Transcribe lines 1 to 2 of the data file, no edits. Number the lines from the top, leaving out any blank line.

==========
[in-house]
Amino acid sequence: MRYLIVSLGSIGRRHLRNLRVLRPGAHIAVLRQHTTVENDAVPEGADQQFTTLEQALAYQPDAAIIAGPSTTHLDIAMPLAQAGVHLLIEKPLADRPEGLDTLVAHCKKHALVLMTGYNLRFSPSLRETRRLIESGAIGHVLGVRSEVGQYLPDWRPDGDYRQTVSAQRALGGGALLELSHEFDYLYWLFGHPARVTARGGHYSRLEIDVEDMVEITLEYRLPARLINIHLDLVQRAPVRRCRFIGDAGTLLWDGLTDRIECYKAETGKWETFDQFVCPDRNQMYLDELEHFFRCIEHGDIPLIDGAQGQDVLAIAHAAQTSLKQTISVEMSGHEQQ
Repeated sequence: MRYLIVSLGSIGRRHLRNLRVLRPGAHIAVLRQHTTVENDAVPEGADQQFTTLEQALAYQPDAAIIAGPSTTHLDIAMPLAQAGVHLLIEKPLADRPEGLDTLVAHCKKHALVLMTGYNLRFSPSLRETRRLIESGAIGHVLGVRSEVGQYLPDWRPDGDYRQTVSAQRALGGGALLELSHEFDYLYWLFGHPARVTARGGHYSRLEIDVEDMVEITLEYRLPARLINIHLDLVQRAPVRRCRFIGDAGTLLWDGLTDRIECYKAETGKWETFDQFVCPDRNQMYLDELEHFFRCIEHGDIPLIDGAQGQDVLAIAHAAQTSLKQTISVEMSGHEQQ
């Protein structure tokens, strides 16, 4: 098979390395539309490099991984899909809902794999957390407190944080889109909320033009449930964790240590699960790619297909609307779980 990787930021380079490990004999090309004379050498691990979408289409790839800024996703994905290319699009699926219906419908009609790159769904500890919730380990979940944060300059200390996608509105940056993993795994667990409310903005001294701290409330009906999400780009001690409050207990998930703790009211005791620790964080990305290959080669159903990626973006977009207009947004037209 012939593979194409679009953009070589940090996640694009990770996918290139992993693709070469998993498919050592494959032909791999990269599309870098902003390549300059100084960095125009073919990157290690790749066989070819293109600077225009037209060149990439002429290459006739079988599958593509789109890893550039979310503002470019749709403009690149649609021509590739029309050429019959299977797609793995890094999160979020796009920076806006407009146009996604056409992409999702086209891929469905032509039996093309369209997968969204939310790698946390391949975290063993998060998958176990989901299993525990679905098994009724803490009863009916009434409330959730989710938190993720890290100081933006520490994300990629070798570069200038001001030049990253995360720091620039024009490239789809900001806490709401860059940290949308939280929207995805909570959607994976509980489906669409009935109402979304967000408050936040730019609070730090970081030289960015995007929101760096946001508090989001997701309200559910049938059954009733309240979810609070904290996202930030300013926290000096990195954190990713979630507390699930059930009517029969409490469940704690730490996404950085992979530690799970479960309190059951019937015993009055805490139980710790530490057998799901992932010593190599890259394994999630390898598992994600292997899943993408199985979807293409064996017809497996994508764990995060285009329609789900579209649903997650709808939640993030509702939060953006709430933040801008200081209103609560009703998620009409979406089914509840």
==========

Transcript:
[in-house]
Amino acid sequence: MRYLIVSLGSIGRRHLRNLRVLRPGAHIAVLRQHTTVENDAVPEGADQQFTTLEQALAYQPDAAIIAGPSTTHLDIAMPLAQAGVHLLIEKPLADRPEGLDTLVAHCKKHALVLMTGYNLRFSPSLRETRRLIESGAIGHVLGVRSEVGQYLPDWRPDGDYRQTVSAQRALGGGALLELSHEFDYLYWLFGHPARVTARGGHYSRLEIDVEDMVEITLEYRLPARLINIHLDLVQRAPVRRCRFIGDAGTLLWDGLTDRIECYKAETGKWETFDQFVCPDRNQMYLDELEHFFRCIEHGDIPLIDGAQGQDVLAIAHAAQTSLKQTISVEMSGHEQQ